Pregeneration tools

Unfortunately, few professional-quality, reasonably priced standard tools are available to handle the offline build process. Most companies and webmasters either purchase high-end content management systems or develop custom tools that satisfy their own needs. Perhaps that's why more people don't practice offline site building until their site load requires it.

For those looking for a tool, the Apache Jakarta project manages its own content using something called Anakia. Built on Apache Velocity, Anakia runs XML content through an XSL stylesheet to produce static HTML offline. Apache Ant, the famous Java build system, manages the site build. Others have had success with Macromedia Dreamweaver templates. Dreamweaver has the advantage of viewing JSP, WebMacro, Velocity, and Tea files as simple template files whose HTML contents are autoupdated when a template changes, providing a helpful bridge between the static and the dynamic.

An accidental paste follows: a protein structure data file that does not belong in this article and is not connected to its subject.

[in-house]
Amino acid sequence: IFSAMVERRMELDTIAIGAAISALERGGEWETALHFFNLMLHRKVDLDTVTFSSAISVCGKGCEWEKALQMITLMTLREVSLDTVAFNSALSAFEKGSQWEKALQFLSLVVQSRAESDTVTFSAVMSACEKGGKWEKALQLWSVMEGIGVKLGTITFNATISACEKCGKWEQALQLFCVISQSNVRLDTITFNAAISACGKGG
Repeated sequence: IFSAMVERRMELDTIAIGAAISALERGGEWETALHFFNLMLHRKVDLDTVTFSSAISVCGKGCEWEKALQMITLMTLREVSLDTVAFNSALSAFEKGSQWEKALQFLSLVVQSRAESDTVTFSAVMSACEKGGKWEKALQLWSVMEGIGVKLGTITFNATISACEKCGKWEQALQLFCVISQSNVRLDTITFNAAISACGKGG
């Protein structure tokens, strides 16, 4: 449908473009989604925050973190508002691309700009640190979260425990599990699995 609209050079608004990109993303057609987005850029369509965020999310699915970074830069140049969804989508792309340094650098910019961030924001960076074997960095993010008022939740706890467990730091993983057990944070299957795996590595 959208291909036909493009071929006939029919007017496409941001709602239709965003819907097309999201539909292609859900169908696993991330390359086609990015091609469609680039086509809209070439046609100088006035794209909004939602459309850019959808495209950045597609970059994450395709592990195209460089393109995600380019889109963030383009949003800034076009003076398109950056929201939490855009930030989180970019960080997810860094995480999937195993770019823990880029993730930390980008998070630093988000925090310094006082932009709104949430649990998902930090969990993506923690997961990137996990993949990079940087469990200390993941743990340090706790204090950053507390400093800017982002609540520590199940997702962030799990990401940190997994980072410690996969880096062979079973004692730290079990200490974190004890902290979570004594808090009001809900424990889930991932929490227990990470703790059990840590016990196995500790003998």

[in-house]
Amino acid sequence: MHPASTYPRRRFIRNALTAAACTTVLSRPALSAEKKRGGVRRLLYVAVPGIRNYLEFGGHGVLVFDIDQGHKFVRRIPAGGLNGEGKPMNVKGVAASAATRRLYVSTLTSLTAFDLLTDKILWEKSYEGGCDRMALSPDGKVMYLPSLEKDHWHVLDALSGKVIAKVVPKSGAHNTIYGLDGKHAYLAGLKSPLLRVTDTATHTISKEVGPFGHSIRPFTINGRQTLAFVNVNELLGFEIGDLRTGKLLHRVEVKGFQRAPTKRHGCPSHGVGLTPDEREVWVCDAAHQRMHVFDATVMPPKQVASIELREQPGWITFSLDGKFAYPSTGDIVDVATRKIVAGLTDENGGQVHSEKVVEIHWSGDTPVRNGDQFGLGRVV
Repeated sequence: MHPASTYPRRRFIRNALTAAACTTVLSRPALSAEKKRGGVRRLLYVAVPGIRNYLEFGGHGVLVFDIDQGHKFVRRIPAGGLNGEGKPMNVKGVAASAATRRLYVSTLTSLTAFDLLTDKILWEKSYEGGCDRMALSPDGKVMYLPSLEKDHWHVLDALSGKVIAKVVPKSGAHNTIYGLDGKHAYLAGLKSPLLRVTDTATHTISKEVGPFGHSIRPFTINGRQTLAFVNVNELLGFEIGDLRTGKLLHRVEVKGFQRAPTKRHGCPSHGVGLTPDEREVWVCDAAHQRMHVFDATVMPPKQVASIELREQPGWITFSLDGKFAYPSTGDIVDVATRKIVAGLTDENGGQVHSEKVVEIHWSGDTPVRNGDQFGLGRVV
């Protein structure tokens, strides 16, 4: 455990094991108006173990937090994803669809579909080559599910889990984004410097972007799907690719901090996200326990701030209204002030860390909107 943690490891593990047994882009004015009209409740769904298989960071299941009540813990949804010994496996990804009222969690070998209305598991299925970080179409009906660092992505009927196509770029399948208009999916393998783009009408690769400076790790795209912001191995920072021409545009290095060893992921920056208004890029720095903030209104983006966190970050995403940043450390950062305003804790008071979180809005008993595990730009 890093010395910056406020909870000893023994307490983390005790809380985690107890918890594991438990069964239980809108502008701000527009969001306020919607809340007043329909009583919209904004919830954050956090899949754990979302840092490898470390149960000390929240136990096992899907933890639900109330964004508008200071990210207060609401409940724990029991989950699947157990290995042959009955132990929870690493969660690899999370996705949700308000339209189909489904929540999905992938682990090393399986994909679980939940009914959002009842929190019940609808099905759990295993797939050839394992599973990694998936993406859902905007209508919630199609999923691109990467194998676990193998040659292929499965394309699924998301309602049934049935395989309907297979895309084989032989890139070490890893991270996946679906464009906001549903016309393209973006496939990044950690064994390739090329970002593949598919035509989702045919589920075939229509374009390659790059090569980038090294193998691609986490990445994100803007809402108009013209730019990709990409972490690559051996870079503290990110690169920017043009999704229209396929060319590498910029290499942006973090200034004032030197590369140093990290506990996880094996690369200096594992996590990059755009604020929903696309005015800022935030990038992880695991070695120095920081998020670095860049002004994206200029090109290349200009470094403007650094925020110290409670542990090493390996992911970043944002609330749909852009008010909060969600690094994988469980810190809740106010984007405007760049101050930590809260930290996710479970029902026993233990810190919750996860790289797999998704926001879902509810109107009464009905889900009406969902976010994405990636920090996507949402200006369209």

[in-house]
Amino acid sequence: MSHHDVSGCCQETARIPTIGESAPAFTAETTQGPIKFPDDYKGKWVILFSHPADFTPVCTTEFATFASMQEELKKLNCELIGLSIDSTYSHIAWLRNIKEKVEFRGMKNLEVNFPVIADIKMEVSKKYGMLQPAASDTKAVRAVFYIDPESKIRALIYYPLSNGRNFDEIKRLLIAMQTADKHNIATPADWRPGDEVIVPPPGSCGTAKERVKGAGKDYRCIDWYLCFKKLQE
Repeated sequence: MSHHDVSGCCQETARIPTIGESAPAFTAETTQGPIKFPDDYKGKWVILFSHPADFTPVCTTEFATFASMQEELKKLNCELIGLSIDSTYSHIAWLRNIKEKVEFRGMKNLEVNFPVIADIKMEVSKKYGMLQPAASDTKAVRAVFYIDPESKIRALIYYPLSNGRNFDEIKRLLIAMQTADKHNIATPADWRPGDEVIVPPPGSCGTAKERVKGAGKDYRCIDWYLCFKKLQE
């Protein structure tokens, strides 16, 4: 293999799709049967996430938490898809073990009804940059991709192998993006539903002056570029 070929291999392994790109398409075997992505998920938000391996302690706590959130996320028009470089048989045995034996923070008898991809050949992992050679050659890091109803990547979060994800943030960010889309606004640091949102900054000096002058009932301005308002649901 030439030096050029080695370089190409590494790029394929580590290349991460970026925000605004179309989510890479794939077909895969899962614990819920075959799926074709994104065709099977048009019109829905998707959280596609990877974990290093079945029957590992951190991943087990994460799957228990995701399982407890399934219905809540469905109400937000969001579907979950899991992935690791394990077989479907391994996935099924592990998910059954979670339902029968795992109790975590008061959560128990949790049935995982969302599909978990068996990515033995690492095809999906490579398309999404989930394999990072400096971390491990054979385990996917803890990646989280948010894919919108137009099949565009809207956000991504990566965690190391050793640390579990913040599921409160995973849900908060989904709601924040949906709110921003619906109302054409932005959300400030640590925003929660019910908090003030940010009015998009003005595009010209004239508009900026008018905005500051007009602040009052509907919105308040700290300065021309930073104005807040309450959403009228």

There's a need here for a good common tool. If you think you have the right tool, please share it or evangelize it. Maybe it's out there and we just haven't heard of it yet.

Cache on the client

Pregeneration and caching go hand in hand because caching is nothing more than holding what you previously generated. Browsers (a.k.a. clients) all have caches, and it behooves a servlet developer to make use of them. The Last-Modified HTTP header provides the key to effective caching. Attached to a response, this header tells the browser when the content last changed. This is useful because if the browser requests the same content again, it can attach an If-Modified-Since header with the previous Last-Modified time, telling the server it needs to issue a full response only if the content has changed since that time. If the content hasn't changed, the server can issue a short status code 304 response, and the client can pull the content from its cache, avoiding the doGet( ) or doPost( ) methods entirely and saving server resources and bandwidth.